Taking a Look Back at Covering E3; a GameSkinny Journal
About a month ago, I was lucky enough to get to fly to Los Angeles, CA for the Entertainment and Electronics Expo--as a media badge toting, GameSkinny contributor.
To be honest, compared to my experiences at PAX East, E3 was actually somewhat... underwhelming. The convention center was bigger, to be sure, and the larger vendors had much larger and more impressive spaces, absolutely. For weeks friends who had been to E3 before told me how crazy it would be, how I should expect to not see everything. Keeping that in mind, I set out with the goal to see as much as possible. Even if I couldn’t play something, I wanted to at least take a look at it, maybe just watch others play. While I won’t claim to have seen and touched every single game on the show floors, I will say with confidence that I visited just about every booth. The booths I was interested in I was actually able to visit more than once, something I would have a very hard time trying to do at PAX.
What changed everything for me, what made the experience amazing, was going through not just as a fan--but as a member of the media.
I got to LA on Monday, and after some issues with my hotel situation, I headed down to the convention center. Tip number one from this writer: definitely get your badge the day before the show—it saved me a ton of time on Tuesday. I originally hadn’t planned on renting a car, but because of the last minute change of hotel, getting one became a necessity. Tip number two: If you’re staying near the airport in LA and not near the convention center, get a car. Tip number three: drive down to the center and become acquainted with the roads and parking areas the day before; the day of is bedlam.
The first day of E3 I met up with some of the other GameSkinny contributors and grabbed an audio recorder (PS; That’s tip number four, get one of those). It took a while to figure out the lay of the land in the center. Once I staked out the location of my first interview (the Indiecade booth inside the massive South Hall), I got to take a look around.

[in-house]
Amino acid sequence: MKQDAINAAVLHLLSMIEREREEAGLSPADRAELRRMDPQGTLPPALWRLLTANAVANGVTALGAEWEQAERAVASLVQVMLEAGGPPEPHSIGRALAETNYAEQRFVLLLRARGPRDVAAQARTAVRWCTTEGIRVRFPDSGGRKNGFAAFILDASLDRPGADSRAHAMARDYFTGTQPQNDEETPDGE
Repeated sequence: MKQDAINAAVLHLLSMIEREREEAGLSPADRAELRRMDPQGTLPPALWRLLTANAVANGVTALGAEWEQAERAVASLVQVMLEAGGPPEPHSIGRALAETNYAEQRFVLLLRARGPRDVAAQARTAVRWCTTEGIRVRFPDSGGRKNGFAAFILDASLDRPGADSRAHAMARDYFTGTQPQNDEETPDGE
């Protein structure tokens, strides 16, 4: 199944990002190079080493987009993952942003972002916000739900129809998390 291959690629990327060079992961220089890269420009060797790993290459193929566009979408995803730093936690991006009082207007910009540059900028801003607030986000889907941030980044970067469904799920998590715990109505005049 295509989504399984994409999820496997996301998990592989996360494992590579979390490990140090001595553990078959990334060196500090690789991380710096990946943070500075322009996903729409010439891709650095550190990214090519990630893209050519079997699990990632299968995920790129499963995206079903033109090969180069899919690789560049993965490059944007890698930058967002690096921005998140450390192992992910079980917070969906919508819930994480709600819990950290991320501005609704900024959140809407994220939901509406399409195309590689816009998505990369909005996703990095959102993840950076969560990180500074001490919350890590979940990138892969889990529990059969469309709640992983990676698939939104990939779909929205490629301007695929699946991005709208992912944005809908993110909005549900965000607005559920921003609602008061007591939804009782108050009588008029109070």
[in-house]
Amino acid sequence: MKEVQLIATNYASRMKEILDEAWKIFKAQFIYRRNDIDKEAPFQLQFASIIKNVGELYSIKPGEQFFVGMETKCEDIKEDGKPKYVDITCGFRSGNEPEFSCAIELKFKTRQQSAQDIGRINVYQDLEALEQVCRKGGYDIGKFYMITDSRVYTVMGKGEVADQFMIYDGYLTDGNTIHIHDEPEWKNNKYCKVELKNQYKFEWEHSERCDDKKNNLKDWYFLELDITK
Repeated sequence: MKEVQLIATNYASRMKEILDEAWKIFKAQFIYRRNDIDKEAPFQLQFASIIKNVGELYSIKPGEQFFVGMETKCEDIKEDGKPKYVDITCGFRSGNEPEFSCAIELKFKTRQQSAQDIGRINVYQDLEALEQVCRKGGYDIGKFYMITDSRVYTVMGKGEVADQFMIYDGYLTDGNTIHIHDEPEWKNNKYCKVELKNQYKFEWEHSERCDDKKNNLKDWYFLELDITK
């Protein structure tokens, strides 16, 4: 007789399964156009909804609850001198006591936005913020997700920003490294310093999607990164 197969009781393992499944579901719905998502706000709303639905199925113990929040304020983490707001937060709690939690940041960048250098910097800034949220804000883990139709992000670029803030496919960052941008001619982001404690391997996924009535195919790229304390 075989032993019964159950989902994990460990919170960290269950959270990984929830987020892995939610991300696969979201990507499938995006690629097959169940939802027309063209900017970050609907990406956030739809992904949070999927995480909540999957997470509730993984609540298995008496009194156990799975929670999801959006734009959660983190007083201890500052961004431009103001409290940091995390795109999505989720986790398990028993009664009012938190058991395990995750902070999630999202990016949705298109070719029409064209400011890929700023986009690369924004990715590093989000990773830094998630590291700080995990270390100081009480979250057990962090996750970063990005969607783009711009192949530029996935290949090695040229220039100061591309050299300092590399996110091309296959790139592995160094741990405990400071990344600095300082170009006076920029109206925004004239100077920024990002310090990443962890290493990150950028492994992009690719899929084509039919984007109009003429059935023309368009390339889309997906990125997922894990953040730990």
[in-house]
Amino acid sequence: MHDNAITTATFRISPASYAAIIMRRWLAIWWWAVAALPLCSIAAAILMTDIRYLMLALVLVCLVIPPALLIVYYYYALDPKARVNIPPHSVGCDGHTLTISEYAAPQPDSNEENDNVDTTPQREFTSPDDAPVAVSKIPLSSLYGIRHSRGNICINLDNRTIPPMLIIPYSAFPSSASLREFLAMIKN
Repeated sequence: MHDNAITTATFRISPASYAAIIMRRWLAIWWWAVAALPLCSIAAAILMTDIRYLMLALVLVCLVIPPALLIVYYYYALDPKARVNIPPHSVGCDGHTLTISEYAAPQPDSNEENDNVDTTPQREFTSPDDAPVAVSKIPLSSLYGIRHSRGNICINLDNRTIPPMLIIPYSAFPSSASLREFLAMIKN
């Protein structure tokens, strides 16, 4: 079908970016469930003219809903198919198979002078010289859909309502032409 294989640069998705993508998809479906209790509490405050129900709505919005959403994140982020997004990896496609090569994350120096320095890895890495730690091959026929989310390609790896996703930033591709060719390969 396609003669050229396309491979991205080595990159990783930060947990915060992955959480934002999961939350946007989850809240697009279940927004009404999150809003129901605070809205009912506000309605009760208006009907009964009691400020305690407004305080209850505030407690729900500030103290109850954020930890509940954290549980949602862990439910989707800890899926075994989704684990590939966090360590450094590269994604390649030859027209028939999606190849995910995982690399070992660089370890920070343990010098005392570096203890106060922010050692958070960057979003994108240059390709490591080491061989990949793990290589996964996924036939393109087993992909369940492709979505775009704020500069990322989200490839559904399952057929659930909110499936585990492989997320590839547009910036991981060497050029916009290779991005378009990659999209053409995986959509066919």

My first realization of E3: There were not nearly as many booths as I expected.
My second realization of E3: It is really easy to find a booth you wouldn’t have expected to find at this kind of convention, and instantly see how you could write about it in a way that you (hope) think people would want to read—or not.
I did so many interviews over the course of the three short days; I am still sorting through audio and piecing together what pieces will go well together. I saw so many presentations, demos and pitches; I am still sorting through a collection of business cards. A few days after the convention, I spent several hours cataloging them and sending out follow up emails, a daunting yet rewarding task I am not looking forward to repeating. Tip number five: take a moment to write the name of the product or game on the business card you are handed, most won't say the item, let alone even the developer company or team.
What I can say after everything, as I am starting to get back into a rhythm of life and work, is still hard to sum up in more than just the one word: “wow.” Not only to have seen so many passionate teams, and products which were the outcomes of unimaginable amounts of time and effort—but to have gained the opportunity to share all of that with the rest of the gaming (and tech) communities.
What? It's already been a month?
As I finally grab some small chunks of time to write out the experiences that have been on my mind the last month (geez, time flies), I just booked my flights for PAX Prime. This is a roller coaster I hadn’t really imagined I could ever get the opportunity to go on, as a single mom working three jobs with a degree in psychology. As happy as I was with my day to day life, writing here and being given the opportunities to cover events like these for GameSkinny has truly brought something to me I didn’t really notice was missing, until I found it.